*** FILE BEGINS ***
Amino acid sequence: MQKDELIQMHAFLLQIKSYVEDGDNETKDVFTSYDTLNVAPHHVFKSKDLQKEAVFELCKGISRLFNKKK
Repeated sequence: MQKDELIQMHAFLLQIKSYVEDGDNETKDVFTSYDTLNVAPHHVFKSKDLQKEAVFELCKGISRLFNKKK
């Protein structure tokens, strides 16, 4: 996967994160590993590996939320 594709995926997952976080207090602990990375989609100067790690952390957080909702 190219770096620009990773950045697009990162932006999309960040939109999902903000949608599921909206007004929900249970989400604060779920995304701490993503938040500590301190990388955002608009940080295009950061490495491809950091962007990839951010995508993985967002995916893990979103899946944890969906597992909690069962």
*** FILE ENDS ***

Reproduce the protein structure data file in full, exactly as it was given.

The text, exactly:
Amino acid sequence: MQKDELIQMHAFLLQIKSYVEDGDNETKDVFTSYDTLNVAPHHVFKSKDLQKEAVFELCKGISRLFNKKK
Repeated sequence: MQKDELIQMHAFLLQIKSYVEDGDNETKDVFTSYDTLNVAPHHVFKSKDLQKEAVFELCKGISRLFNKKK
């Protein structure tokens, strides 16, 4: 996967994160590993590996939320 594709995926997952976080207090602990990375989609100067790690952390957080909702 190219770096620009990773950045697009990162932006999309960040939109999902903000949608599921909206007004929900249970989400604060779920995304701490993503938040500590301190990388955002608009940080295009950061490495491809950091962007990839951010995508993985967002995916893990979103899946944890969906597992909690069962």